One fifth of U.S. likely voters

The cryptocurrency market has taken a serious hit in value, and trillions of dollars of wealth have been wiped away. But this has already happened many times since the advent of Bitcoin and other cryptocurrencies.


At the beginning of 2021, as the historic bull-run of Bitcoin and other cryptocurrencies were off to the races, exactly one fifth of surveyed voters said they had invested money in three of the more well-known cryptocurrencies: Bitcoin (BCH), Ethereum (ETH) and Litecoin (LTC).

Over three quarters of surveyed voters had not invested money in cryptocurrency, which is a substantial chunk of the population, and two percent were not sure. Among those who did invest in cryptocurrencies, American voters living in the East (22% yes/75% no), West (24% yes/72% no) and South regions (21% yes/76% no) took the lead, leaving those in the Central/Great Lakes region (12% yes/87% no) behind.

Some of the starkest differences among sub-groups were between men (28% yes/70% no) and women (12% yes/85% no). Generation Z (31% yes/65% no) and Millennials (34% yes/62% no) were most likely to be investing in Bitcoin, Ethereum, and Litecoin, while Generation X (18% yes/80% no) and Baby Boomers (5% yes/95% no) were least likely to do so.


The same was also the case with surveyed voters aged 18-24 (31% yes/65% no) and 25-34 (29% yes/66% no) who were more likely to invest in cryptocurrencies compared to respondents aged 55-69 (8% yes/92% no) and 70+ (0% yes/100% no). Hispanics (34% yes/64% no) were more likely to have invested in alternate currencies compared to White (16% yes/83% no) and African American voters (25% yes/74% no).

Weekly consumers of Walmart (28% yes/72% no) and Amazon products (36% yes/63% no) were more likely to purchase Bitcoin, Ethereum, and Litecoin, while those who do not frequent these retailers were less likely to purchase cryptocurrencies.

Also, voters who lived in urban settings were more likely to invest in cryptocurrencies than those who lived in suburban or rural settings. Urban adults in large cities (36% yes/61% no) were much more prone to invest in digital currencies compared to their suburban (13% yes/86% no) and rural counterparts (9% yes/90% no).

Finally, politics: Democrats (22% yes/76% no) were slightly more likely to purchase digital currencies, such as, Bitcoin, Ethereum, and Litecoin than Republicans (17% yes/81% no) and Independents (18% yes/76% no).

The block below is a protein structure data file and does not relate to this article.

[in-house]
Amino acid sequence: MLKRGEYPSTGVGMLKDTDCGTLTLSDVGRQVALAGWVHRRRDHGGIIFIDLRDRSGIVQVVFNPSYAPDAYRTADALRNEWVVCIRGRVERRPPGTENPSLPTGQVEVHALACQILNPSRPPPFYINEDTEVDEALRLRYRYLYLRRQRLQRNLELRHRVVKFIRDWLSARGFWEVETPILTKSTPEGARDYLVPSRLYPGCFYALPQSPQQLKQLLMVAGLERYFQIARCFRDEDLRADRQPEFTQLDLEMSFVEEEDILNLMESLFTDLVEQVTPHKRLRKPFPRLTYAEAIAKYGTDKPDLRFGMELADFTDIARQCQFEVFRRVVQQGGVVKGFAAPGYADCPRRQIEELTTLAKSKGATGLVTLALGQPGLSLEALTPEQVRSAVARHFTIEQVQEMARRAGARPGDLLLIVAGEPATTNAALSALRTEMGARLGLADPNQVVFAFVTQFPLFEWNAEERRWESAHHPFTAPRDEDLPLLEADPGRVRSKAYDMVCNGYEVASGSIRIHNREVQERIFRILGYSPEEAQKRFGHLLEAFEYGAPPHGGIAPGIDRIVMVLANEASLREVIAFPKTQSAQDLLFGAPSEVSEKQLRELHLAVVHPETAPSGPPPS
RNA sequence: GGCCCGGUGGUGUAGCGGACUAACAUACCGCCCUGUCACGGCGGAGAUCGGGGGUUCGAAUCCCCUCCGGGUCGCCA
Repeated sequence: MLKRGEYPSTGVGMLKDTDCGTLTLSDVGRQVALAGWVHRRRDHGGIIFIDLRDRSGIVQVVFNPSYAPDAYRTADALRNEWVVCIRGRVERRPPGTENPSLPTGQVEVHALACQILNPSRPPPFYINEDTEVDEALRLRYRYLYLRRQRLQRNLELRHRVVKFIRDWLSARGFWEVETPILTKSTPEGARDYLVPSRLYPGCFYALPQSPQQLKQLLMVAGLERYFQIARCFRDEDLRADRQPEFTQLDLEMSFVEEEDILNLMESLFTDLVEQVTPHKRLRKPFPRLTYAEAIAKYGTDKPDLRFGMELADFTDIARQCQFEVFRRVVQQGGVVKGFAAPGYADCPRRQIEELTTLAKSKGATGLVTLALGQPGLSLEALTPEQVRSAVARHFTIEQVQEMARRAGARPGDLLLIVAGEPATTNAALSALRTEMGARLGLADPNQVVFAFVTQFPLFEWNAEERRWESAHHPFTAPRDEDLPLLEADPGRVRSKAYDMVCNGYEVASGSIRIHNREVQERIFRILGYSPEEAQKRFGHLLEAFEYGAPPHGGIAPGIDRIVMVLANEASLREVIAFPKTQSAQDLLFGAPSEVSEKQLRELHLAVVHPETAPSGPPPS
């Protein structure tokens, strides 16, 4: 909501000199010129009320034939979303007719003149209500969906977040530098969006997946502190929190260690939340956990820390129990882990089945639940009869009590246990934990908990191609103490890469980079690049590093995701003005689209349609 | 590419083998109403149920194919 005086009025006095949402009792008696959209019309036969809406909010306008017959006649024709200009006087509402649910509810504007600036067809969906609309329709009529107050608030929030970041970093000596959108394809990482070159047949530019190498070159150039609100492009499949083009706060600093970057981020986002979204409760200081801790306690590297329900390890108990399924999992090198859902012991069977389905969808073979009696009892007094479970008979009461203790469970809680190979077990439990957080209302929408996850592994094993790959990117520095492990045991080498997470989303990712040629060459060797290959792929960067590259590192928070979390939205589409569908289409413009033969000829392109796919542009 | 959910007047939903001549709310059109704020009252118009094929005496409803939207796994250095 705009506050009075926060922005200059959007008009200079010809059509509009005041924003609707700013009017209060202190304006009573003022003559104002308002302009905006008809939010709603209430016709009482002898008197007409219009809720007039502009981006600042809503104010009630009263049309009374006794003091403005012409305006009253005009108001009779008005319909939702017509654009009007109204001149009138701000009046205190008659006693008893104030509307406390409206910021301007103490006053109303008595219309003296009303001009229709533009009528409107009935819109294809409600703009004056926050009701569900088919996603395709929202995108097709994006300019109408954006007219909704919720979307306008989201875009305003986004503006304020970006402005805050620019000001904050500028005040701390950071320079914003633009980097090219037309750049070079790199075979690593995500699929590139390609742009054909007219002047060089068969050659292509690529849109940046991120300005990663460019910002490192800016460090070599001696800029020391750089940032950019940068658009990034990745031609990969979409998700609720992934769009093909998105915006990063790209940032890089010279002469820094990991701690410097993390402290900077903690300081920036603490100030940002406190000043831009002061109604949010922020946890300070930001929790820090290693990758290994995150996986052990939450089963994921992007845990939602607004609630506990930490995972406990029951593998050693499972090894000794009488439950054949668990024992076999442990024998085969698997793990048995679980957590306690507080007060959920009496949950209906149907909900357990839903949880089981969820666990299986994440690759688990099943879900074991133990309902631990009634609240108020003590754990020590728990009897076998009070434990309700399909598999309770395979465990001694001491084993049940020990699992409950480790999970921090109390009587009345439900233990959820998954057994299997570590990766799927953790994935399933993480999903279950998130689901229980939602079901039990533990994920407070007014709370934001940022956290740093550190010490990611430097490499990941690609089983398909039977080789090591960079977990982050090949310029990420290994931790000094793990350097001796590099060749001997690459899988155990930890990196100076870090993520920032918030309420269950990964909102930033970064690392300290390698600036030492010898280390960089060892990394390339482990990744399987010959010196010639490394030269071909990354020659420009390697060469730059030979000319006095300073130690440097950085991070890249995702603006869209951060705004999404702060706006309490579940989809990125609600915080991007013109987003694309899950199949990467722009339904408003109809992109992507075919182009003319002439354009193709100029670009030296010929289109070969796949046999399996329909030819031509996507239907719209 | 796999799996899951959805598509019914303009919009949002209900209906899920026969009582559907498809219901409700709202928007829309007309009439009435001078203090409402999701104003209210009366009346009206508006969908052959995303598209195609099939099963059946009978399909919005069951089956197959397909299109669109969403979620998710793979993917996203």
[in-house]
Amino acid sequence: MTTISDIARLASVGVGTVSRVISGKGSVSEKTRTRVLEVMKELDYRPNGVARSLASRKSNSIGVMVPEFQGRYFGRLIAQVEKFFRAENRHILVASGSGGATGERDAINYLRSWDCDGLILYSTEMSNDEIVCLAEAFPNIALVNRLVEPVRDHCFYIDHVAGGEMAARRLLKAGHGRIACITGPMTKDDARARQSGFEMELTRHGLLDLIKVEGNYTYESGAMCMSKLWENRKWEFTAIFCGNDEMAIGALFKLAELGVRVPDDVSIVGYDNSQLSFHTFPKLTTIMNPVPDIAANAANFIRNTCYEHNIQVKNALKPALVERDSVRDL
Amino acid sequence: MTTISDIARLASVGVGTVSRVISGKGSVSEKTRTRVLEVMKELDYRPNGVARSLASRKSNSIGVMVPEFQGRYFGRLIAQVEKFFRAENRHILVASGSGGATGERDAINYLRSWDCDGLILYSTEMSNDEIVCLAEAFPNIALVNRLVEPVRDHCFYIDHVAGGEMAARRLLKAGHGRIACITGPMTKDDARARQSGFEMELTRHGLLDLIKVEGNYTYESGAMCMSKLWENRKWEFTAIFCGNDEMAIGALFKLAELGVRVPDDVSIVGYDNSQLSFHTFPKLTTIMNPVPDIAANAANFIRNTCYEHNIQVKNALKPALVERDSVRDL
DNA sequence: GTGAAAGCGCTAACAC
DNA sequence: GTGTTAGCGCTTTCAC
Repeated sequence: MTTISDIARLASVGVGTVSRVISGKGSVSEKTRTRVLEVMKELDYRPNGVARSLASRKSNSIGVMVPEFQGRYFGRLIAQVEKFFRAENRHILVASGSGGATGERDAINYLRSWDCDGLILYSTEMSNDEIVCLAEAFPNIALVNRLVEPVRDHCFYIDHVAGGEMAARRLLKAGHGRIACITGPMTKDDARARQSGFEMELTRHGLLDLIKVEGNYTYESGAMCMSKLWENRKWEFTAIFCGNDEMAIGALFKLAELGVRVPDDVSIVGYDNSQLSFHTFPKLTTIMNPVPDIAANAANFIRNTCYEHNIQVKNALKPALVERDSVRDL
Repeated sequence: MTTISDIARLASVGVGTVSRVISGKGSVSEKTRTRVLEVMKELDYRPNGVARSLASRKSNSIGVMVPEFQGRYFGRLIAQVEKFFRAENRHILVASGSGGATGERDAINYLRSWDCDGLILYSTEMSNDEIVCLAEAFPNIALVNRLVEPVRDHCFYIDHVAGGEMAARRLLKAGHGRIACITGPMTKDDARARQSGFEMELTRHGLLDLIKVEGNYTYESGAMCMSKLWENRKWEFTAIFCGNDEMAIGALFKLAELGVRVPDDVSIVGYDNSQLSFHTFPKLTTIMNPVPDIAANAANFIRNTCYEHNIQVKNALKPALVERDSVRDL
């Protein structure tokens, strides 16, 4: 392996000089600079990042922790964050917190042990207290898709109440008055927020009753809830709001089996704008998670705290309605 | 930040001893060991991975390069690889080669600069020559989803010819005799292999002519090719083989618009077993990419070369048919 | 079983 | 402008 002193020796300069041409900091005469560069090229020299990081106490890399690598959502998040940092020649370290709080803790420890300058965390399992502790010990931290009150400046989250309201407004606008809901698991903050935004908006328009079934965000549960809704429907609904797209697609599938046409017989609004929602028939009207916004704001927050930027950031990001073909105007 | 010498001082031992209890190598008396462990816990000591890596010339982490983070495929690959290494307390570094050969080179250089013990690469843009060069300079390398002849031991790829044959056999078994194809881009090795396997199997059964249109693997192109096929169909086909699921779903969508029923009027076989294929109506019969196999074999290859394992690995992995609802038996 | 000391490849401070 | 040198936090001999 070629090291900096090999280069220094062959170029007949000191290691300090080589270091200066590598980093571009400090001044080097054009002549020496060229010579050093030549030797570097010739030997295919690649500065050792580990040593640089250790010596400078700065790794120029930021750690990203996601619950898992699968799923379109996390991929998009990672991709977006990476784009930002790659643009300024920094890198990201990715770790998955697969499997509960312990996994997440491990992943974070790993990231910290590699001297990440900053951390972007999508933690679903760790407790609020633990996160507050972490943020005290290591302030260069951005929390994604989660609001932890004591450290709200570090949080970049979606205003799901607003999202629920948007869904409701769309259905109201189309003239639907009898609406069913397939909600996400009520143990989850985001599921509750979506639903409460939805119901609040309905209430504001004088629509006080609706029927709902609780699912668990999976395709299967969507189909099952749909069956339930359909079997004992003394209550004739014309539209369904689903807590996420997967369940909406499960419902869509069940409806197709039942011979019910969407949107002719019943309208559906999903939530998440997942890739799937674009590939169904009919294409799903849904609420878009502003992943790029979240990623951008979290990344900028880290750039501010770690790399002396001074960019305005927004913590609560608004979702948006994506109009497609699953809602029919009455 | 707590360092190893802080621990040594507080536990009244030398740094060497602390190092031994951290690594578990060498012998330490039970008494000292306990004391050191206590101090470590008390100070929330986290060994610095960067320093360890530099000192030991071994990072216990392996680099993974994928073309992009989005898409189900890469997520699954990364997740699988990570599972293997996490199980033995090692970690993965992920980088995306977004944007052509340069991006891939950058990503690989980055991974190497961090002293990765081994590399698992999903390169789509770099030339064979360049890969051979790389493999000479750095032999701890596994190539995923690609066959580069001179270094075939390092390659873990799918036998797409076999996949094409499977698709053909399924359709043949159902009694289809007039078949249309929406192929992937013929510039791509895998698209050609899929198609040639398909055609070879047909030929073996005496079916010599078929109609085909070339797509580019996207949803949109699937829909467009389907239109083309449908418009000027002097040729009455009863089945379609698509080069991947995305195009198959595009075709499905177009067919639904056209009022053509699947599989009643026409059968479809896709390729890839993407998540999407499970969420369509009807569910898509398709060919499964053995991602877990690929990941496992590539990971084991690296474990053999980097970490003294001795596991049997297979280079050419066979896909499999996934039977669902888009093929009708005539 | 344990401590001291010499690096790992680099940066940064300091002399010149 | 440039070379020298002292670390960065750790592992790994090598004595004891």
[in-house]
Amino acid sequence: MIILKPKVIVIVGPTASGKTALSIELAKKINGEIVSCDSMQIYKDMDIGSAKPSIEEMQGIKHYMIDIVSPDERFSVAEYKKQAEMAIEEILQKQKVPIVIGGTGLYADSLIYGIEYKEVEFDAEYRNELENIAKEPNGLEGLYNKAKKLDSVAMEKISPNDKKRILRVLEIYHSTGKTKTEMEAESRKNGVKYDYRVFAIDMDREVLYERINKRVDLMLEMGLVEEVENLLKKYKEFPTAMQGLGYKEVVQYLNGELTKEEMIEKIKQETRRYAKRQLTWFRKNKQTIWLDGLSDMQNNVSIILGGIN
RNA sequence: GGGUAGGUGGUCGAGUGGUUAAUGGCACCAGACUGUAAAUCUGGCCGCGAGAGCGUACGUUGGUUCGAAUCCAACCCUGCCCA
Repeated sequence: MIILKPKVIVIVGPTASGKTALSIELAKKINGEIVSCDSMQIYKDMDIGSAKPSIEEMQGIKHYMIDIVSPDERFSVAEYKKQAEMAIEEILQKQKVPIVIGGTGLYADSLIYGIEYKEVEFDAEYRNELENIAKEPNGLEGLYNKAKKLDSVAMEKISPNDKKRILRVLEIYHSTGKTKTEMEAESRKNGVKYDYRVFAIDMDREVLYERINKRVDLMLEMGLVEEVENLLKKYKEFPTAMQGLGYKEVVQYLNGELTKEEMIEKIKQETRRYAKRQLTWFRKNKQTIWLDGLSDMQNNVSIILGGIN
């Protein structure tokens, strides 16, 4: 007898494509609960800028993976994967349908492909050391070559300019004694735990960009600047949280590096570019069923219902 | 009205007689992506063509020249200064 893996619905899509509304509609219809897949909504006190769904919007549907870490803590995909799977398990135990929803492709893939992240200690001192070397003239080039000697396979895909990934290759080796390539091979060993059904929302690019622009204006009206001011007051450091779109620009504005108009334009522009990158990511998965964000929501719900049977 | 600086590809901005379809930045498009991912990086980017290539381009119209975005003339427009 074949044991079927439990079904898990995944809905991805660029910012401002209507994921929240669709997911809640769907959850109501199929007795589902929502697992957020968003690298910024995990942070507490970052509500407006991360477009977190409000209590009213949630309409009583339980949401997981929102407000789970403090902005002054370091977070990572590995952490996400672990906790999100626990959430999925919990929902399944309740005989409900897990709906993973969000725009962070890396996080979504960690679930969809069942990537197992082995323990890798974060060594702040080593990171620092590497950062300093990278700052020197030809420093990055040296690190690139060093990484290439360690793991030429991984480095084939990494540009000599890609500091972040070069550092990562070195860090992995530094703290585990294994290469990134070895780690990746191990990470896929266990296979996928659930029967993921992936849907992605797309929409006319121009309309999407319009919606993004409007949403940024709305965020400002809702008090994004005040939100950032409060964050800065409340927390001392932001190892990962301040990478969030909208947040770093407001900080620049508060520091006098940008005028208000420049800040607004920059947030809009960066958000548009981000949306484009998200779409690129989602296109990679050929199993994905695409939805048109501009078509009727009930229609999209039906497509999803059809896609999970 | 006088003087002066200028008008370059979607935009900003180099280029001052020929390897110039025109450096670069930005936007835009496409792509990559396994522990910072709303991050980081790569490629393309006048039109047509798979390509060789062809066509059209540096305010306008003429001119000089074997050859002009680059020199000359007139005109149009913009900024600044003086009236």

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Surprisingly, nearly as many people (15%) have invested in altcoins, such as, Ripple, Chainlink, and Dash as they did in the “big three” of cryptocurrencies: Bitcoin, Ethereum, and Litecoin. Also, just as many survey respondents have not invested in altcoins as in cryptocurrencies. Just as the overall numbers were similar, the patterns among the sub-groups who purchased altcoins were very similar to those of the bigger cryptocurrencies.

Thus, altcoins were most popular with survey respondents younger than fifty (28% yes/67% no), with barely any interest among those aged 50+ (2% yes/96% no).

Altcoins were also much more popular with men (23% yes/74% no) than women (8% yes/87% no). Again, Democrats (19% yes/78% no) were slightly more interested in altcoins than Republicans (13% yes/84% no) and Independents (13% yes/81% no), while minorities-African Americans (22% yes/73% no) and Hispanics (29% yes/70% no) were much more interested investing in smaller and less known cryptocurrencies than were Whites (13% yes/85% no).


Weekly Walmart shoppers (21% yes/78% no) and weekly Amazon shoppers (29% yes/69% no) were more likely to invest in altcoins compared to those that never shop at the mega-retailers (8% yes/87% no and 3% yes/93% no, respectively). Not surprisingly, urban men (32% yes/65% no) were more than two times more likely, respectively, to purchase cryptocurrencies than their male and female counterparts-suburban men (12% yes/86% no), suburban women (3% yes/95% no), rural women (4% yes/92% no), and rural men (10% yes/89% no).

Cryptocurrencies are more than a fad! Even after the beating they have taken in the last month (we have been down this road before in the last few years) and the threat of SEC and IRS intervention, cryptocurrencies, such as, Bitcoin, Ethereum and even Dogecoin are bigger in value than some of the most recognized companies listed on the S&P 500. The blockchain technology and DeFi network that will be adopted by companies and individuals to create more secure, efficient, and faster transactions and contracts will change the world, no doubt. The big question is if the first examples (Bitcoin, Ripple, Ethereum, etc.) of this new technology will end up like Beenie Babies or become the new gold-a true store of value and counter to price inflation?

Zogby Analytics Poll Methodology
US Likely Voters
1/18/21 – 1/19/21

Zogby Analytics conducted an online survey of 873 likely voters in the US.